As election day approaches, Wisconsinites are constantly seeing political attack ads. The topic of cash bail has been coming up in a lot of these ads — particularly in the U.S. Senate race.
Republican incumbent Ron Johnson’s ads often draw attention to Democratic candidate Mandela Barnes’ stance on ending cash bail claiming it could lead to more crime. Barnes has defended his position on cash bail and says the ads distort his position on the issue.
But what is a cash bail and what does it actually mean? Brian P. Dimmer, a criminal defense attorney based in Racine, offers his understanding and clarification on the topic.
"The cash bail is something that comes up when somebody is arrested and charged with a crime [and] is typically determined at one of the first times you show up to court," Dimmer says. "It is an amount of money that a person pays to remain in the community instead of jail while their case is resolved. It's designed to essentially be an assurance that a person is going to return to court."
Ultimately, the judge presiding over the case decides whether to enforce cash bail and the bail amount. Dimmer explains that the court's objective is to ensure that the defendant returns for trial or if they are a plausible flight risk or immediate danger to the community.
Using cash bail is one method that the legal system determines if a defendant must wait in jail for their trial or wait at home. Another method the court can use is a signature bond, where a judge allows a defendant to be released without paying any money as long as they abide by a set of rules until their trial.
According to Dimmer, two types of people who are hurt the most by cash bail are people who cannot afford to pay the bail amount and people who are wrongfully accused.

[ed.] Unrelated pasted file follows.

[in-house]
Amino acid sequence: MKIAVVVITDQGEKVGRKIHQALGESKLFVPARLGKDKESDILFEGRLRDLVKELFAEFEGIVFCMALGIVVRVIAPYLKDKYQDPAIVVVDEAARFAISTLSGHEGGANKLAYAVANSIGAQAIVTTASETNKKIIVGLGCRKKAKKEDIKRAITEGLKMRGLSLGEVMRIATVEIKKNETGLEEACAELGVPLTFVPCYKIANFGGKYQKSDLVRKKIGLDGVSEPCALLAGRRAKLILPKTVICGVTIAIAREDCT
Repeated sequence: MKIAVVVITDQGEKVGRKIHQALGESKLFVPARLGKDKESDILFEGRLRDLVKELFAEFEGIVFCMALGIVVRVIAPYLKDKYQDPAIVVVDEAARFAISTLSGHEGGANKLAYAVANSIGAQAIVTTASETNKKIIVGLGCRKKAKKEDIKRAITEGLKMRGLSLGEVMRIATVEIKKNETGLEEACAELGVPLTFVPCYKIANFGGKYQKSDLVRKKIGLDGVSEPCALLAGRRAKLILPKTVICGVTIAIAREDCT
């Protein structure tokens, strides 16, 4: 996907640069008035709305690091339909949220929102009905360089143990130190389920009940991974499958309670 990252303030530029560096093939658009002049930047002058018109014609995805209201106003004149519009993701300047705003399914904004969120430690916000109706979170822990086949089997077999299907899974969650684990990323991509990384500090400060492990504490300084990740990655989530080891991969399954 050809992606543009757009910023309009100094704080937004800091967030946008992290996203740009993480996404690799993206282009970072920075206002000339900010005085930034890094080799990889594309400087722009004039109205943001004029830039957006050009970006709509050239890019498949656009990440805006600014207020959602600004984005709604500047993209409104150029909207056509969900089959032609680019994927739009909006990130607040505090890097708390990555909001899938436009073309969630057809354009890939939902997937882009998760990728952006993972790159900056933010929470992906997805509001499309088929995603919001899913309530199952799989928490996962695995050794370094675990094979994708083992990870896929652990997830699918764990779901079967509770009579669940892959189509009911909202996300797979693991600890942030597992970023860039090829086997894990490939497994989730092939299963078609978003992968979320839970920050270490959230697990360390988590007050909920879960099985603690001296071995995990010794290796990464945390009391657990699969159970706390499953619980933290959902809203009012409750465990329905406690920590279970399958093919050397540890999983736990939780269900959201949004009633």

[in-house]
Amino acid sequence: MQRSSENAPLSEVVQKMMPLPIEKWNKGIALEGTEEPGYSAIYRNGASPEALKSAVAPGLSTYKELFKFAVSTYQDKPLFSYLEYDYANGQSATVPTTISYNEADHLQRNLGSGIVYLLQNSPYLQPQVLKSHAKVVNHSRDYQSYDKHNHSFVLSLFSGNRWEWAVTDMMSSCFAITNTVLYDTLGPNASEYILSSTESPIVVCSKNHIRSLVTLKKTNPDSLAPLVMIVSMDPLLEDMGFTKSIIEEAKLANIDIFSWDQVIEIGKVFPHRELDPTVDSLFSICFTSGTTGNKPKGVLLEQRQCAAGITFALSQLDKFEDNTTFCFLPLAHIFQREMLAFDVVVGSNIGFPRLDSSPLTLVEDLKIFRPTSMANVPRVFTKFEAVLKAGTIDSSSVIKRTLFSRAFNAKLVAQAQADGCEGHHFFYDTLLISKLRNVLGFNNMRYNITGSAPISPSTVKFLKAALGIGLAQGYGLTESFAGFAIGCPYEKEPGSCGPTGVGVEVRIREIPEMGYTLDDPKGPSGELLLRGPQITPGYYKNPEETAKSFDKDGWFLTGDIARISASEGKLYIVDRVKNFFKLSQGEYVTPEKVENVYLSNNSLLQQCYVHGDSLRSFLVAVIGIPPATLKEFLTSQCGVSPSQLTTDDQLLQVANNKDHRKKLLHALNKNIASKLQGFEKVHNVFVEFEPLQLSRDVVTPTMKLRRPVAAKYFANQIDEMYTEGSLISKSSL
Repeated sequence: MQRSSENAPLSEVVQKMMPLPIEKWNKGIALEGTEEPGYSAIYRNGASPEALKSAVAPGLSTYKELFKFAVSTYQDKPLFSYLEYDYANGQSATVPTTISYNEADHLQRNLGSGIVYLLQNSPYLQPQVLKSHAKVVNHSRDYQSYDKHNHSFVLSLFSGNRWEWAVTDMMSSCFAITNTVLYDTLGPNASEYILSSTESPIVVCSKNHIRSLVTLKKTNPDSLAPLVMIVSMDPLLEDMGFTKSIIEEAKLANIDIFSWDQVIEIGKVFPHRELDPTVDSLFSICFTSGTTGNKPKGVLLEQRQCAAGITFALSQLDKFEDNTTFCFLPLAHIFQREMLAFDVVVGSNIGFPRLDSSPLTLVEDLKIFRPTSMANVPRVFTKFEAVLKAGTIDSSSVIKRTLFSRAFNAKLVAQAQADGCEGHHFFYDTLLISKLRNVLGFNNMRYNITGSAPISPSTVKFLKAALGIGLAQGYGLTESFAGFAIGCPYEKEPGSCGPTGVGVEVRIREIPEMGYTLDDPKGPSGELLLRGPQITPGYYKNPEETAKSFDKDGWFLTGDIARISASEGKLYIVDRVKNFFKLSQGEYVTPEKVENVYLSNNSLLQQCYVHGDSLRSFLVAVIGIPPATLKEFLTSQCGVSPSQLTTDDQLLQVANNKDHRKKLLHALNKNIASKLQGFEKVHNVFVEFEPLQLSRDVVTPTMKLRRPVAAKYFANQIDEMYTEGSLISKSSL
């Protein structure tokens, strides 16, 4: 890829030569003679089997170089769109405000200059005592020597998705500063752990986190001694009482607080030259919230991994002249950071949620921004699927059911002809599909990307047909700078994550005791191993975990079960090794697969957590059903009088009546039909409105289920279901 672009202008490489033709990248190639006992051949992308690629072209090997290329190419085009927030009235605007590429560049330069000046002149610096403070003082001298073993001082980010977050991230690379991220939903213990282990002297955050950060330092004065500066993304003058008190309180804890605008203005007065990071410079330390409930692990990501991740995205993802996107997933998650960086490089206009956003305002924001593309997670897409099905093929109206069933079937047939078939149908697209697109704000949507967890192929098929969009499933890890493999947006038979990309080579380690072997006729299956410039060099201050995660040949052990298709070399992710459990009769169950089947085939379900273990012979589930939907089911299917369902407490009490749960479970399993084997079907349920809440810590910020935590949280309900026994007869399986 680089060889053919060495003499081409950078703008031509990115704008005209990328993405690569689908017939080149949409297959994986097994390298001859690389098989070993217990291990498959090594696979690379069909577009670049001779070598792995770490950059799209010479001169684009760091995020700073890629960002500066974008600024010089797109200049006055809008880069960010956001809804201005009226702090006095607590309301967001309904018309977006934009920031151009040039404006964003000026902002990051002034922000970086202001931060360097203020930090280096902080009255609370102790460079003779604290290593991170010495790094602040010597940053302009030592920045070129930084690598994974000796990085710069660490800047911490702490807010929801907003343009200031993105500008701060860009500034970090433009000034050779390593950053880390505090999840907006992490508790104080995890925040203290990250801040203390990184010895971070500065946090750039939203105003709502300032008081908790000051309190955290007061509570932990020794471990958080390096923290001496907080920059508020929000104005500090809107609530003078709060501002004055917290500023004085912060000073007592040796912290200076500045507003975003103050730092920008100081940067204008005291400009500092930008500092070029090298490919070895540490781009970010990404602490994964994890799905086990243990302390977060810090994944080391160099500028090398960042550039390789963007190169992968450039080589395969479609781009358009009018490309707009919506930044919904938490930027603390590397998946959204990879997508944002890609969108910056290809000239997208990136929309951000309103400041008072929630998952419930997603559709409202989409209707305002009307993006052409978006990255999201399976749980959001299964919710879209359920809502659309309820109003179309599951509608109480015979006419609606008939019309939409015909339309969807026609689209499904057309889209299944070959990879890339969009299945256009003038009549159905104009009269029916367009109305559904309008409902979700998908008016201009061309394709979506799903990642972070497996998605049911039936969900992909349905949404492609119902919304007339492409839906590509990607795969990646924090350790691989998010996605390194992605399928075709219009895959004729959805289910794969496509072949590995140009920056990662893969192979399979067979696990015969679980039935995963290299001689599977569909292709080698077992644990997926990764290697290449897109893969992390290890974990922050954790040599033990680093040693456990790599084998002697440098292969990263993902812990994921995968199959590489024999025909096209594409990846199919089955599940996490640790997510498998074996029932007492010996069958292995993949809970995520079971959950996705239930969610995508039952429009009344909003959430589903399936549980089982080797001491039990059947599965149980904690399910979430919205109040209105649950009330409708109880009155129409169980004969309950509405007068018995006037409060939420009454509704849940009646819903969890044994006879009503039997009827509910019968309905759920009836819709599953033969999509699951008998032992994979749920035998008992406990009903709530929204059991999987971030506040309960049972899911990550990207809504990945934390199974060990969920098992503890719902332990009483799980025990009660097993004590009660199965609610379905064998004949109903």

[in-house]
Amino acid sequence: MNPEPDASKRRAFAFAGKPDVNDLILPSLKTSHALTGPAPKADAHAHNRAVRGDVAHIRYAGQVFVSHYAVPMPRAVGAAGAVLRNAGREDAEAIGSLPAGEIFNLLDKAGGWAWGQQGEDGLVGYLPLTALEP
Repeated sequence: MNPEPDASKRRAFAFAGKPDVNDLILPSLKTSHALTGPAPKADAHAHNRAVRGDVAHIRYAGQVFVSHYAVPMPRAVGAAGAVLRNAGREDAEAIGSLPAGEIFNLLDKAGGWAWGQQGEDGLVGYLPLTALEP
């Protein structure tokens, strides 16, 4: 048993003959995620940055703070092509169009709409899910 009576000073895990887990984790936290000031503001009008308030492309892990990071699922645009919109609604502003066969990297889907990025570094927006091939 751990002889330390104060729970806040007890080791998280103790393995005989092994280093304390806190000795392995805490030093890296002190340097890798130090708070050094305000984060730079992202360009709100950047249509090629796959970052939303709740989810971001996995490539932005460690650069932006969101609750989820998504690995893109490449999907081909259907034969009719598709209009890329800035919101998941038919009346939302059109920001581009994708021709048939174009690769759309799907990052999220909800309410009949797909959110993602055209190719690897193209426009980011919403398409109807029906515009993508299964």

"I have watched plenty of people in court who've been in jail take a deal because they've decided 'what's one more conviction on my record? I just want to get out. I've got to get back to my job.' It does happen and what it really does is creates more [false] convictions," Dimmer says.
Cash bail can also create a strain on city resources because it can require the jail system to be larger due to more people being unable to be released through monetary payment.
Dimmer says that eliminating cash bail will not inevitably increase crime because the extent of a person's financial resources cannot predict their behavior nor be an indication of their decision-making.
"Really, [the cash bail out premise] is an illusion that if this person posts this amount of money, [then] our communities are going to be safer. We need to take out this notion that we can figure out who's safe and who's not safe in the community by how much money they can afford," Dimmer says.
As cash bail continues to be part of the elections conversations, stay up-to-date for the upcoming midterms with information on the candidates, their positions, voting processes and other pertinent information in our voter guide.
Mallory Cheng and Robert Larry (Courtesy of WUWM